6. Since the takeover of the bank exactly a year ago today, various mandated state institutions have been investigating and working to arrive at a comprehensive understanding of what happened, why it happened and who was responsible for what. I have been invited by EOCO and I have submitted myself to their processes and answered all their questions faithfully.
  7. For some time now, many discussion platforms have made varied references to me and to my perceived role. Some have reached out to me for clarifications regarding issues that have been raised.  I have preferred not to respond in the public domain, not as an admission of guilt, but out of respect for the due process and the ongoing investigations.
  8. Notwithstanding some unforeseen outcomes, I remain resolute in my belief in the Ghanaian and African entrepreneurial spirit. I will therefore continue to lend my support and mentorship to inspire others who dare to dream and work towards the promise of Africa’s growth and transformation.
  9. Meanwhile, as a believer in the rule of law, I will continue to cooperate with the mandated institutions of state as they complete their investigations. I am confident that in the process, the national interest and the rights of all parties involved will be protected.

Shalom, peace and life to you.

Signed, Pastor Mensa Otabil. 14th August, 2018.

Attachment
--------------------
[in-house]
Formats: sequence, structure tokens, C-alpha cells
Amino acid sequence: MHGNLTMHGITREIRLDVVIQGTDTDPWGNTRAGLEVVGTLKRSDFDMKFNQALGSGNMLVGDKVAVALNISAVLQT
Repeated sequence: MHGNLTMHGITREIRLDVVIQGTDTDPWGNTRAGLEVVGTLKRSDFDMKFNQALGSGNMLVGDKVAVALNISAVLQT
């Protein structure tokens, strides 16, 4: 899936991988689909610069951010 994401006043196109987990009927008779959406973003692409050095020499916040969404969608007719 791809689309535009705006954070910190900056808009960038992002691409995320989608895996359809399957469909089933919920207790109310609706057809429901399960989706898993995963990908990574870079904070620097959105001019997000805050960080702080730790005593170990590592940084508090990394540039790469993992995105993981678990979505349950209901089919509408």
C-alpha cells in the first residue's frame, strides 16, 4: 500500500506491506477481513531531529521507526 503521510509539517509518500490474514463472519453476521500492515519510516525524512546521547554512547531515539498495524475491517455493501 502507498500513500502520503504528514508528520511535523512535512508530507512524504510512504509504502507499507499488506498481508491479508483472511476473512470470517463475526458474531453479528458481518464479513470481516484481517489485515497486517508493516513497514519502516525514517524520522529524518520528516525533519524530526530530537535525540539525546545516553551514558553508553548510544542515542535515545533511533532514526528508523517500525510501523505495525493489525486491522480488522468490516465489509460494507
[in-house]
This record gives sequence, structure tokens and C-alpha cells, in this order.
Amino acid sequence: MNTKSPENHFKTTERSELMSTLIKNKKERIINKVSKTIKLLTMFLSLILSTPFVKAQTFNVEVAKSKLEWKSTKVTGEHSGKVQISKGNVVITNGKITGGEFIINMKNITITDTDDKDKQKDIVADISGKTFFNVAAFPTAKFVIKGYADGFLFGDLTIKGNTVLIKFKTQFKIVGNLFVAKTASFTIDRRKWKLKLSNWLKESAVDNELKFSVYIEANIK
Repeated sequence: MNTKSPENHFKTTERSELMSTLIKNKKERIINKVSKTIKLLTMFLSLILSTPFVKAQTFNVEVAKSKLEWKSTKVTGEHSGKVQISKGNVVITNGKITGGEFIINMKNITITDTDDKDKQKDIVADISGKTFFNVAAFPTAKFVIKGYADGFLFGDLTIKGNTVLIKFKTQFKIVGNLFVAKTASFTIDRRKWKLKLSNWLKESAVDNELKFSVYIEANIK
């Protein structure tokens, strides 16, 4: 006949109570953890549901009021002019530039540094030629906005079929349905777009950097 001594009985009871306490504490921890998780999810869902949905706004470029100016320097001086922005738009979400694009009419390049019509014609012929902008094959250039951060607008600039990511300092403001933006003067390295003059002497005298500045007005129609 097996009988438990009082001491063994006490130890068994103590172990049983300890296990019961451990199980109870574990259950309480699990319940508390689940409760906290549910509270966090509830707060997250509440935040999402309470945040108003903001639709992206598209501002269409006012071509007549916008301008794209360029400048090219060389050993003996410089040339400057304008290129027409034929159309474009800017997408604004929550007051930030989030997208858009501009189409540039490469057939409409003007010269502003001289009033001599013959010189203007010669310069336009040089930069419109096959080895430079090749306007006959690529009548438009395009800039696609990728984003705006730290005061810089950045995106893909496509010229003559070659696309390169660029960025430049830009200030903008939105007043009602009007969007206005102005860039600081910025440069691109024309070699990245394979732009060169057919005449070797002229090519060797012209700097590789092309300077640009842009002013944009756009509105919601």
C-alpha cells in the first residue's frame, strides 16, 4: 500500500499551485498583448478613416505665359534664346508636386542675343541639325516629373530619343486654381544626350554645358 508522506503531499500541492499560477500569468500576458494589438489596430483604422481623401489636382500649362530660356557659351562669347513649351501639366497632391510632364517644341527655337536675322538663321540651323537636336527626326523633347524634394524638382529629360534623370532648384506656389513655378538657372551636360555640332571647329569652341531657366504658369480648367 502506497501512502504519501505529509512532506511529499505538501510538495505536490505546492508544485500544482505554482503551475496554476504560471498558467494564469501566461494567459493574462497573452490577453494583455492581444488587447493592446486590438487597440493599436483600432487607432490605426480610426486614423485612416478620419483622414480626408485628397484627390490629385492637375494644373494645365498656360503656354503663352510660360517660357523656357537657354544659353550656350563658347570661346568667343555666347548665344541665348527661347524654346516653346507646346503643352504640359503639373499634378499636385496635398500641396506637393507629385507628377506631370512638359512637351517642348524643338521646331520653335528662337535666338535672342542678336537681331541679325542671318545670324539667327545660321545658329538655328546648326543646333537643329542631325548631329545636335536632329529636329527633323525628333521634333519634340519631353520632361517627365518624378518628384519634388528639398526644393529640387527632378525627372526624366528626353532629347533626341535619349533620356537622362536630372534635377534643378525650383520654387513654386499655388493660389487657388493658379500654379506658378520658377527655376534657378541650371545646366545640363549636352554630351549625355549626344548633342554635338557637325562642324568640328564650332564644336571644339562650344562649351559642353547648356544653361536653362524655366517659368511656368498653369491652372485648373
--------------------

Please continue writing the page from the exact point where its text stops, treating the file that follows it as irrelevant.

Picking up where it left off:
Sahel Sahara ditches GN, Premium deal; merges with Omni Bank

Sahel Sahara Bank and Omni Bank have agreed to consolidate their operations into one entity in a merger deal that could be the first of a few in the banking sector between now and December.

It follows Sahel Sahara Bank’s decision to exit an earlier merger deal with GN and Premium banks into the waiting arms Omni Bank, which specialises in servicing Small and Medium Enterprises (SMEs). 

A merger deal between the Omni Bank, a member of the Jospong Group, and the Sahel Sahara Bank, which is owned by 13 Sahelian countries, has since received the blessing of the Bank of Ghana (BoG), paving the way for a formal announcement later this month.

The consolidation of the two banks is to create a stronger bank that can meet the BoG’s new minimum capital demand of GH¢400 million by December this year.

When successfully consummated, the deal could create a larger bank with almost 1,000 employees on its payroll and 46 branches, servicing customers in seven regions nationwide.

Its total assets could also be in excess of GH¢1.3 billion, while stated capital would be around GH¢213 million – still below the central bank’s new minimum capital of GH¢400 million.

While the Omni Bank’s stated capital was reported at GH¢141.6 million, that of the Sahel Sahara Bank closed the year at GH¢71.6 million.